- Created: Sunday, 31 March 2019 10:05
- Written by Nicki Jameson
In 2015, after apparently being groomed online, Tower Hamlets schoolgirls Amira Abase, Kadiza Sultana and Shamima Begum left London on a plane to Turkey, with the aim of joining the organisation then referred to as the ‘Islamic State in Iraq and the Levant’ (ISIL). Four years on, Kadiza Sultana is dead and it is unclear what has happened to Amira Abase. Shamima Begum is in a UN refugee camp in eastern Syria, from where she has been attempting to get home to Britain; since travelling to Syria she has given birth to three children, all of whom have died, the latest in March 2019. Since Times journalist Anthony Loyd visited the camp in February 2019 and published a provocative interview with Shamima, she has been at the centre of a media and political controversy. NICKI JAMESON reports.
Loyd’s interview was a set-up, with the questions clearly designed to whip up public hatred. The furore which followed was entirely predictable and Shamima’s picture rapidly appeared on the front page of almost every newspaper, usually accompanied by headlines describing her as an ‘unrepentant jihadi bride’. TV discussion shows were filled with talking heads opining on what should be her fate, while the internet was awash with uncontrolled vitriol in which the sexism and racism were undisguised. All this culminated in the announcement by Home Secretary Sajid Javid on 19 February that Shamima would be stripped of her British citizenship, and would therefore not be able to return even if she could make it out of the camp – it having already been made clear that no Foreign Office official was going to be sent to get her.
The laws which Javid is relying on to do this are contained in the Nationality, Immigration and Asylum Act 2002, a legacy of the Blair Labour government, and the Immigration Act 2014, which was brought in when Theresa May was Home Secretary and which contains the first planks of what is now universally referred to as the ‘hostile environment’ for migrants.
Victim of hostility she certainly is, but Shamima Begum is not a migrant. She was born in Britain and has never held any other nationality. Her parents are of Bangladeshi origin but she has never set foot in Bangladesh; the Bangladeshi government has made it clear that she is not a citizen and has no right to enter the country. Despite stripping someone of nationality being contrary to long-held precepts of international law, if doing so renders them stateless, Javid is standing by his decision.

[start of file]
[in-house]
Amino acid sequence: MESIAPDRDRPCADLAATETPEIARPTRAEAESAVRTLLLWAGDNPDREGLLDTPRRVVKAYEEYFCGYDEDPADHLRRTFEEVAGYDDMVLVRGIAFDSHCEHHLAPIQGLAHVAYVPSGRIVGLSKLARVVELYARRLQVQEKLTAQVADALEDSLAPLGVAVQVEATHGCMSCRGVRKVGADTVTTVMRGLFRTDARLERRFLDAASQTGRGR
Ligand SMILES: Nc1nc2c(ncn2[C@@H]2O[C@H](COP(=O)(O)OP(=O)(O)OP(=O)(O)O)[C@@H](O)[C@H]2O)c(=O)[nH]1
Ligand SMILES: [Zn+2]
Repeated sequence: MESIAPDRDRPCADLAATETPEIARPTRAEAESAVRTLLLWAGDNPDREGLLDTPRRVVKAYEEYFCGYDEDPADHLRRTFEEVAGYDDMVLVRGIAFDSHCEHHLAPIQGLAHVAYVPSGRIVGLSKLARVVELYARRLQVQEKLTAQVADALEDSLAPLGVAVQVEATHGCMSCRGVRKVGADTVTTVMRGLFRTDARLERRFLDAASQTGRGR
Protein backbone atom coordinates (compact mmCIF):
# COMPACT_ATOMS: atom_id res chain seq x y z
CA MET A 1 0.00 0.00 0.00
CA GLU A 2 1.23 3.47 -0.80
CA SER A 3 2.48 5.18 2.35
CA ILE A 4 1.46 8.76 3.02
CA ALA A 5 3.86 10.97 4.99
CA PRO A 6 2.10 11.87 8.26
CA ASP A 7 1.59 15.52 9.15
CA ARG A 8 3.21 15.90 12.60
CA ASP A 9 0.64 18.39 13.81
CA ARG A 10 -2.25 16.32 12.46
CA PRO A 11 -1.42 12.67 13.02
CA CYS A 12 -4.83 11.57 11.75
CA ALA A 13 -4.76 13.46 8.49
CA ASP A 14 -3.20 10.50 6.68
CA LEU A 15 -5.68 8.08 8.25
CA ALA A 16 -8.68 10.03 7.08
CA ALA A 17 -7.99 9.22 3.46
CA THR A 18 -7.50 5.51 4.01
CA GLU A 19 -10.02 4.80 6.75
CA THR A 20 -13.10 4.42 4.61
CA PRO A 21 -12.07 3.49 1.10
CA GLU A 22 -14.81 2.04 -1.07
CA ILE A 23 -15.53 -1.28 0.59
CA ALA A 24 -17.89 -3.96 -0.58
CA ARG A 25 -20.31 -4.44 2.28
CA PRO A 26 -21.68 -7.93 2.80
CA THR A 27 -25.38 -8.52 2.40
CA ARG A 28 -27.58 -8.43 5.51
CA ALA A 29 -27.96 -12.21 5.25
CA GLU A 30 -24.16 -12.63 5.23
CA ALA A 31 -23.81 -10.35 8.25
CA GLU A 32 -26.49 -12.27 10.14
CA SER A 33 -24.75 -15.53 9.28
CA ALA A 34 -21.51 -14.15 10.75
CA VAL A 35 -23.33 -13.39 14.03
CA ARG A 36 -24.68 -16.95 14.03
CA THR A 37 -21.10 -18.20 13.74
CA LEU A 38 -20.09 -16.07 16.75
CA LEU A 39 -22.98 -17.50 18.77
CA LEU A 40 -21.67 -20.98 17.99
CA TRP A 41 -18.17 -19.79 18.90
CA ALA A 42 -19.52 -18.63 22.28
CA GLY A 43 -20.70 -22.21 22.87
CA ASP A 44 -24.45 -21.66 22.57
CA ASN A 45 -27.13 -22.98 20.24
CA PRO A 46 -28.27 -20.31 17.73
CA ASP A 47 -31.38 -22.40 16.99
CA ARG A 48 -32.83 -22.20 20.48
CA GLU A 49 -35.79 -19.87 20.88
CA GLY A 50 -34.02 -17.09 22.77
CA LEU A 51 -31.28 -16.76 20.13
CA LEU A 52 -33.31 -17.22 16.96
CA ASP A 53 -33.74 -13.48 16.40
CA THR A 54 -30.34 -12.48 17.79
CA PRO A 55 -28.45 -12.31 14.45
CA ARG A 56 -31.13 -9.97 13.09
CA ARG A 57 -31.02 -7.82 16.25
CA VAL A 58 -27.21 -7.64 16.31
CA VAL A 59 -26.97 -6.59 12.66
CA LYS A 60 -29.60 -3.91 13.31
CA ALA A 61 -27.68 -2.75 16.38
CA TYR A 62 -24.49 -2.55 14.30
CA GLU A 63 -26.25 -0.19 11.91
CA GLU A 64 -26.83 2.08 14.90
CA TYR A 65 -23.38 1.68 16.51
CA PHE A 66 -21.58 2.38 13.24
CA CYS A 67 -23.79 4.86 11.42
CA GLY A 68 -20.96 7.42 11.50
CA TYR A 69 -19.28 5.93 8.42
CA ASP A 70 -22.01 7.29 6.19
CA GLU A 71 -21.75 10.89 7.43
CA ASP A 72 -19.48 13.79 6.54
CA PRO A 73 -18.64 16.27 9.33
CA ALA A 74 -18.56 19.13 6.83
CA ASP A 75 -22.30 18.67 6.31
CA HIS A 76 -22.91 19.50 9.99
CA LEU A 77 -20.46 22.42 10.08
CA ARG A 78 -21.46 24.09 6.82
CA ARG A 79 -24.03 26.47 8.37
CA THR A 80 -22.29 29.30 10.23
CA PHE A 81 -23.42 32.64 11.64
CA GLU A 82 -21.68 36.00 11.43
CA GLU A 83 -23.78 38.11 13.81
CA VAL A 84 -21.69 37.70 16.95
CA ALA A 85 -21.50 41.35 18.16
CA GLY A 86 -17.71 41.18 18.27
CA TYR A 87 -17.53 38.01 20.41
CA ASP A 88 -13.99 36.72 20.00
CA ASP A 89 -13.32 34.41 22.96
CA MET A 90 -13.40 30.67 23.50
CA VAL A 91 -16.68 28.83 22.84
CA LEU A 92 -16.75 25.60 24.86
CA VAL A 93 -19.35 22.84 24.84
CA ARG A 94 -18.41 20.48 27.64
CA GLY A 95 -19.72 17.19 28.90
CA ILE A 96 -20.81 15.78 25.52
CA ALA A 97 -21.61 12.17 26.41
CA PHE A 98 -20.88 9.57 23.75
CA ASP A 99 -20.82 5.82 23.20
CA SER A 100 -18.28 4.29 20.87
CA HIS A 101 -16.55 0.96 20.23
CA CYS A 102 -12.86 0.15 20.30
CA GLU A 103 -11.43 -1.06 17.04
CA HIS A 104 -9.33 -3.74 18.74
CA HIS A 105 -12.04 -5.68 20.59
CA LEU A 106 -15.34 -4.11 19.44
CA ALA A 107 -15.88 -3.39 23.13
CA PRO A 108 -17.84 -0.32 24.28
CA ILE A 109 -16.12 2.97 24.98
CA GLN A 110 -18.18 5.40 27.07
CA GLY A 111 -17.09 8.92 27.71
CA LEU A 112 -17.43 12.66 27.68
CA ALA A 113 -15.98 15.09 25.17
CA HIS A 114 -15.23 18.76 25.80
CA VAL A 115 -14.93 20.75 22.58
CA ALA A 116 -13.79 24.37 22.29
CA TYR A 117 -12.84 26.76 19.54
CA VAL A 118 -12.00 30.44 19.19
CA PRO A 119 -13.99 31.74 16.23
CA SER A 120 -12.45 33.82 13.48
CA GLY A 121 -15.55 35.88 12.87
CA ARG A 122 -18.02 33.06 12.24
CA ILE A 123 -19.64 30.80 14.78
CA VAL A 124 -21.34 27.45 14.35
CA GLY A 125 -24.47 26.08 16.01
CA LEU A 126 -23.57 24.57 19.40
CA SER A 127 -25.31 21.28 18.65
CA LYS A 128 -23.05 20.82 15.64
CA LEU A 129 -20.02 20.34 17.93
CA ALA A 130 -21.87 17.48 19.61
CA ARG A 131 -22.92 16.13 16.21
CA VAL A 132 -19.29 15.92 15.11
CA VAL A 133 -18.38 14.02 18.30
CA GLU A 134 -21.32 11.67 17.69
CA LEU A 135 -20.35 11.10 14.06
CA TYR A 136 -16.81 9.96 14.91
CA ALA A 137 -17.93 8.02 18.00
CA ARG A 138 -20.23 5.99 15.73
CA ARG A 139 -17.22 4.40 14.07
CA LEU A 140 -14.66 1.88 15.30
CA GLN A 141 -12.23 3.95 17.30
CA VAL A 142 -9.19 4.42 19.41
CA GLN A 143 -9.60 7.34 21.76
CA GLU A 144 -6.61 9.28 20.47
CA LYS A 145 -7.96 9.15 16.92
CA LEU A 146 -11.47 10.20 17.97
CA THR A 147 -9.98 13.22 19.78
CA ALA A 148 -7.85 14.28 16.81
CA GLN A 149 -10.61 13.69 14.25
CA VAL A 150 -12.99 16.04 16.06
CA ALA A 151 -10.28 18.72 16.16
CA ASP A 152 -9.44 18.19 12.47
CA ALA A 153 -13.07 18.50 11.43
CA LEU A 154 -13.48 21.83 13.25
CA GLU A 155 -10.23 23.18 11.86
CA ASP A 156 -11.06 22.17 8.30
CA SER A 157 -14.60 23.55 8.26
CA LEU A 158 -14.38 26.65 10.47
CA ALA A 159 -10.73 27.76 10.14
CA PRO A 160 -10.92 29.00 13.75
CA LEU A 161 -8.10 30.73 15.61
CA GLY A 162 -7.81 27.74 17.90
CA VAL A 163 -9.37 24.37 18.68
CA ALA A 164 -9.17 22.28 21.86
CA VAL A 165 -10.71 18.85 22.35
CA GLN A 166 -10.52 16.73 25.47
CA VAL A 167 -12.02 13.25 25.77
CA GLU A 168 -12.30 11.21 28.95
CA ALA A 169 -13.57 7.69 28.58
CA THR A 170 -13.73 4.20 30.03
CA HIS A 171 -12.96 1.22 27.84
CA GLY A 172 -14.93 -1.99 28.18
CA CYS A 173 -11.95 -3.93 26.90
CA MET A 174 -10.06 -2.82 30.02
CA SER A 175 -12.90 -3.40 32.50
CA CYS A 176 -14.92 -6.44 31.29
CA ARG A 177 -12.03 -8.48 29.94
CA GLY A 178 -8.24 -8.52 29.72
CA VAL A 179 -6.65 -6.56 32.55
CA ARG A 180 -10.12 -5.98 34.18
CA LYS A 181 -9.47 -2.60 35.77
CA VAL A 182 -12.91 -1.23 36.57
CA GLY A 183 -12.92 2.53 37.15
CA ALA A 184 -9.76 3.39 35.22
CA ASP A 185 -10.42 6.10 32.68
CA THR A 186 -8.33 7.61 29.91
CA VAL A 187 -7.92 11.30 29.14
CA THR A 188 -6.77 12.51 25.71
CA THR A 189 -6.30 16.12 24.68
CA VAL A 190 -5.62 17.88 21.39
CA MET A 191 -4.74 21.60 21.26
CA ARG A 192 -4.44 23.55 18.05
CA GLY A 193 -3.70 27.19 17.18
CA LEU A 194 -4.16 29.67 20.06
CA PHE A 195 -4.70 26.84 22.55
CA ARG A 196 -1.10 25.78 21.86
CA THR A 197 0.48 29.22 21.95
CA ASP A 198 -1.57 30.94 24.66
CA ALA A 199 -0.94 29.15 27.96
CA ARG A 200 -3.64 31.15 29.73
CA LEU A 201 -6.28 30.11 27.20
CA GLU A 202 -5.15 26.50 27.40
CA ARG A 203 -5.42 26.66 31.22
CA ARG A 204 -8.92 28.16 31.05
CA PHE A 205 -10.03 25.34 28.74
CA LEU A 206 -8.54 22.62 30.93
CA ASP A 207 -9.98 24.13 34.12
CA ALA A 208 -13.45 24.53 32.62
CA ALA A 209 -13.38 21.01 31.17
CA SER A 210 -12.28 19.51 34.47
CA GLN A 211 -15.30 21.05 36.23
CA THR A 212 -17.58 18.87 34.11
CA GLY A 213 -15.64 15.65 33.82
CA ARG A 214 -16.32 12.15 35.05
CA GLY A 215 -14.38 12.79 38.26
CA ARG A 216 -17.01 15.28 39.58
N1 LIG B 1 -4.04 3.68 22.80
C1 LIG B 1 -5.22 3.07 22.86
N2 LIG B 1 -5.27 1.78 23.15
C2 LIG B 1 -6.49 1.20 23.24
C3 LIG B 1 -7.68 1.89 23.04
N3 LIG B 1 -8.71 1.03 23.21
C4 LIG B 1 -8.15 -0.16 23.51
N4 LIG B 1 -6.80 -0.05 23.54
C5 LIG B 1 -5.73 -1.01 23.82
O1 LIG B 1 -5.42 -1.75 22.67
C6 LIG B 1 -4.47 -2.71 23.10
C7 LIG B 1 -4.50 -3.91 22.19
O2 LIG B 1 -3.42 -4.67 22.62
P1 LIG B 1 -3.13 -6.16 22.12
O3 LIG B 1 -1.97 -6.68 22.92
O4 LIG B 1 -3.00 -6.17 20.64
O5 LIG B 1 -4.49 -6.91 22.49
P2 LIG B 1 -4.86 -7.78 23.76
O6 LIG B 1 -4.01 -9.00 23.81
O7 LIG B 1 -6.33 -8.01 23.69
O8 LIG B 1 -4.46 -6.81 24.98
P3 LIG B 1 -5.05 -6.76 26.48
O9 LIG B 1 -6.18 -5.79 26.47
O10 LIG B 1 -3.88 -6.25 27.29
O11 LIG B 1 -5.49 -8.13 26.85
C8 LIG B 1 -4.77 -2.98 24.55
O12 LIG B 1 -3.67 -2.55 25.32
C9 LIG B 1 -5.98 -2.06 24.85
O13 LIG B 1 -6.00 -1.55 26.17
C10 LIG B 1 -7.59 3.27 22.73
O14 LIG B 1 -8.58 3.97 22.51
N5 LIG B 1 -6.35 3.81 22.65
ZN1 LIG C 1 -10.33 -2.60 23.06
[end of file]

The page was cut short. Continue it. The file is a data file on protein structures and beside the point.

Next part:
The terrible crimes of ISIL/IS/Daesh are undeniable and well-documented: from the attempted genocide of the Yazidi people to the destruction of ancient monuments at Palmyra. However, Shamima Begum has neither been convicted, nor so far even accused, of any actual criminal offence in any country, although if she does ever make it back to Britain it is likely she will face charges under anti-terrorism law.
Even had she been convicted of a crime, as a British citizen she would have been entitled to protection. Every year hundreds of Britons, who have been convicted abroad of every possible offence from drug-dealing to child molestation and multiple murder, successfully exercise their legal right to apply for repatriation to serve their terms in prisons in this country. The government website states that the benefits of such transfers are that these prisoners can ‘serve the rest of [their] sentence closer to [their] family and friends, be in an English-speaking country [and] be able to take courses and prepare for release in the UK’.
Whilst this may at first sight appear unconnected to the continuing Windrush scandal, the decision to remove Shamima Begum’s citizenship is a further declaration that for the racist British government some citizens are more equal than others, and that black and brown people whose families came to Britain from former colonies cannot rely on their status being the same as that of white citizens.